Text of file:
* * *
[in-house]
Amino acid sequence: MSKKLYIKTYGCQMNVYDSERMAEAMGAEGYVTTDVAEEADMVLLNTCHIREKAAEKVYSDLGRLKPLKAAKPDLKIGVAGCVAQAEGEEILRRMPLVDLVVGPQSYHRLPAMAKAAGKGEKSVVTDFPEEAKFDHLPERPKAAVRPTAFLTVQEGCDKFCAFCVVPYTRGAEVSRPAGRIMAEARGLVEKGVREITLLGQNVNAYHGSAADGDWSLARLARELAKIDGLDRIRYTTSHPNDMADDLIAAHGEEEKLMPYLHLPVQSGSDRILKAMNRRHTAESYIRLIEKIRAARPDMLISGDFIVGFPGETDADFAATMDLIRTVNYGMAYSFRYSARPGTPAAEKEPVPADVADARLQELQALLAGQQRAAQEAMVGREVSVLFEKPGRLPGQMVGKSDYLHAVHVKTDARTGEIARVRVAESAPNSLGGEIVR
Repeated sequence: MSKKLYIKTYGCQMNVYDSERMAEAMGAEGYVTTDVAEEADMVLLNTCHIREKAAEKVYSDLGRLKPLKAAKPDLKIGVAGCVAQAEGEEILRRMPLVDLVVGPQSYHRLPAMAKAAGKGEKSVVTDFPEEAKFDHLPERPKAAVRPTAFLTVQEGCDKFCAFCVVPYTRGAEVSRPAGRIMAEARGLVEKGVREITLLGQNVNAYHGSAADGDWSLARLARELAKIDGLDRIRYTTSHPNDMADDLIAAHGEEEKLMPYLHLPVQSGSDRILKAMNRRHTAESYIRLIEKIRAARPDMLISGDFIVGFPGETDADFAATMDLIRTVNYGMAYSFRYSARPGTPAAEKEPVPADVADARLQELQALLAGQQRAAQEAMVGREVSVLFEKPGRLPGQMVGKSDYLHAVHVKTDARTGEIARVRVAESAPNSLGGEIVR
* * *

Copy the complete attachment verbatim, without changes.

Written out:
[in-house]
Amino acid sequence: MSKKLYIKTYGCQMNVYDSERMAEAMGAEGYVTTDVAEEADMVLLNTCHIREKAAEKVYSDLGRLKPLKAAKPDLKIGVAGCVAQAEGEEILRRMPLVDLVVGPQSYHRLPAMAKAAGKGEKSVVTDFPEEAKFDHLPERPKAAVRPTAFLTVQEGCDKFCAFCVVPYTRGAEVSRPAGRIMAEARGLVEKGVREITLLGQNVNAYHGSAADGDWSLARLARELAKIDGLDRIRYTTSHPNDMADDLIAAHGEEEKLMPYLHLPVQSGSDRILKAMNRRHTAESYIRLIEKIRAARPDMLISGDFIVGFPGETDADFAATMDLIRTVNYGMAYSFRYSARPGTPAAEKEPVPADVADARLQELQALLAGQQRAAQEAMVGREVSVLFEKPGRLPGQMVGKSDYLHAVHVKTDARTGEIARVRVAESAPNSLGGEIVR
Repeated sequence: MSKKLYIKTYGCQMNVYDSERMAEAMGAEGYVTTDVAEEADMVLLNTCHIREKAAEKVYSDLGRLKPLKAAKPDLKIGVAGCVAQAEGEEILRRMPLVDLVVGPQSYHRLPAMAKAAGKGEKSVVTDFPEEAKFDHLPERPKAAVRPTAFLTVQEGCDKFCAFCVVPYTRGAEVSRPAGRIMAEARGLVEKGVREITLLGQNVNAYHGSAADGDWSLARLARELAKIDGLDRIRYTTSHPNDMADDLIAAHGEEEKLMPYLHLPVQSGSDRILKAMNRRHTAESYIRLIEKIRAARPDMLISGDFIVGFPGETDADFAATMDLIRTVNYGMAYSFRYSARPGTPAAEKEPVPADVADARLQELQALLAGQQRAAQEAMVGREVSVLFEKPGRLPGQMVGKSDYLHAVHVKTDARTGEIARVRVAESAPNSLGGEIVR